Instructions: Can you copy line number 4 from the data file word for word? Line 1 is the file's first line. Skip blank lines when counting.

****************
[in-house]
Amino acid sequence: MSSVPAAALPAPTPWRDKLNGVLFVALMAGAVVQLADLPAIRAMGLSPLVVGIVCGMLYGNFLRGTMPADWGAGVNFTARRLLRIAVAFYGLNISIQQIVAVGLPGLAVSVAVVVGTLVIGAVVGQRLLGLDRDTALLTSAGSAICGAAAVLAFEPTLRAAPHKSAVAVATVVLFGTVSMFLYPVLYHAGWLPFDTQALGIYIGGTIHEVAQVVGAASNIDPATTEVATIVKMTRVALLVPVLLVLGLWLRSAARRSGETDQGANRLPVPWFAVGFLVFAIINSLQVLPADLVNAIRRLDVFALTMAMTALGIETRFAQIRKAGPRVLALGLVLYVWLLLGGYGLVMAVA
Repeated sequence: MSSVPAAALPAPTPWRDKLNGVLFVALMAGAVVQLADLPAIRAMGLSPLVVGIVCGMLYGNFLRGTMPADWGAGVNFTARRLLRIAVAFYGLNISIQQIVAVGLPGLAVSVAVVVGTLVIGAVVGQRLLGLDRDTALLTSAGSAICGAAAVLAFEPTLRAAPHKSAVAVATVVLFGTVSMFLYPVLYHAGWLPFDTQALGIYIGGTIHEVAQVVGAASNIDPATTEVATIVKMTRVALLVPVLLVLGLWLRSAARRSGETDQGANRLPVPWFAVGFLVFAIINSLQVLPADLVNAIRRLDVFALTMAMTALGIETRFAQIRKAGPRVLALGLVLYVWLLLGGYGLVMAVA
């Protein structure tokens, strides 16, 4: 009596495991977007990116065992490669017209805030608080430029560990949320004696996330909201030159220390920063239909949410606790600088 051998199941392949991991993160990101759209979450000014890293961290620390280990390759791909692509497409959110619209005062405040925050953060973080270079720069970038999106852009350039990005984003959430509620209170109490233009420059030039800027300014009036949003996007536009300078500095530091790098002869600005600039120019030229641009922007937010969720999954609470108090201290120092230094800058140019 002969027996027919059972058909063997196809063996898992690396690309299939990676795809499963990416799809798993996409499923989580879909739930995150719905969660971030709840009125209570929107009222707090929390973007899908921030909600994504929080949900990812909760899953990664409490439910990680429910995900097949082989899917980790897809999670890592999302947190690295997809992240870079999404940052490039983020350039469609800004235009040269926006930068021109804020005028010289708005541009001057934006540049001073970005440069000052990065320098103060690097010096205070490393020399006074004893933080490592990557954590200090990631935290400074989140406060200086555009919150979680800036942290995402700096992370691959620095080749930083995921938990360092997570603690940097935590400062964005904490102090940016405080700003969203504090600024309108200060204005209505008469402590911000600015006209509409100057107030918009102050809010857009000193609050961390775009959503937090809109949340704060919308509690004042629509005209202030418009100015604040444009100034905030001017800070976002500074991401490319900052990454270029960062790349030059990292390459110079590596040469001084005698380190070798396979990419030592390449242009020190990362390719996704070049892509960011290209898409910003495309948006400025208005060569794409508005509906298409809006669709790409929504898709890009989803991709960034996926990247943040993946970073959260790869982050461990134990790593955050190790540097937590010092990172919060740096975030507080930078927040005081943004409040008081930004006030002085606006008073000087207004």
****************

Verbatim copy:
């Protein structure tokens, strides 16, 4: 009596495991977007990116065992490669017209805030608080430029560990949320004696996330909201030159220390920063239909949410606790600088 051998199941392949991991993160990101759209979450000014890293961290620390280990390759791909692509497409959110619209005062405040925050953060973080270079720069970038999106852009350039990005984003959430509620209170109490233009420059030039800027300014009036949003996007536009300078500095530091790098002869600005600039120019030229641009922007937010969720999954609470108090201290120092230094800058140019 002969027996027919059972058909063997196809063996898992690396690309299939990676795809499963990416799809798993996409499923989580879909739930995150719905969660971030709840009125209570929107009222707090929390973007899908921030909600994504929080949900990812909760899953990664409490439910990680429910995900097949082989899917980790897809999670890592999302947190690295997809992240870079999404940052490039983020350039469609800004235009040269926006930068021109804020005028010289708005541009001057934006540049001073970005440069000052990065320098103060690097010096205070490393020399006074004893933080490592990557954590200090990631935290400074989140406060200086555009919150979680800036942290995402700096992370691959620095080749930083995921938990360092997570603690940097935590400062964005904490102090940016405080700003969203504090600024309108200060204005209505008469402590911000600015006209509409100057107030918009102050809010857009000193609050961390775009959503937090809109949340704060919308509690004042629509005209202030418009100015604040444009100034905030001017800070976002500074991401490319900052990454270029960062790349030059990292390459110079590596040469001084005698380190070798396979990419030592390449242009020190990362390719996704070049892509960011290209898409910003495309948006400025208005060569794409508005509906298409809006669709790409929504898709890009989803991709960034996926990247943040993946970073959260790869982050461990134990790593955050190790540097937590010092990172919060740096975030507080930078927040005081943004409040008081930004006030002085606006008073000087207004």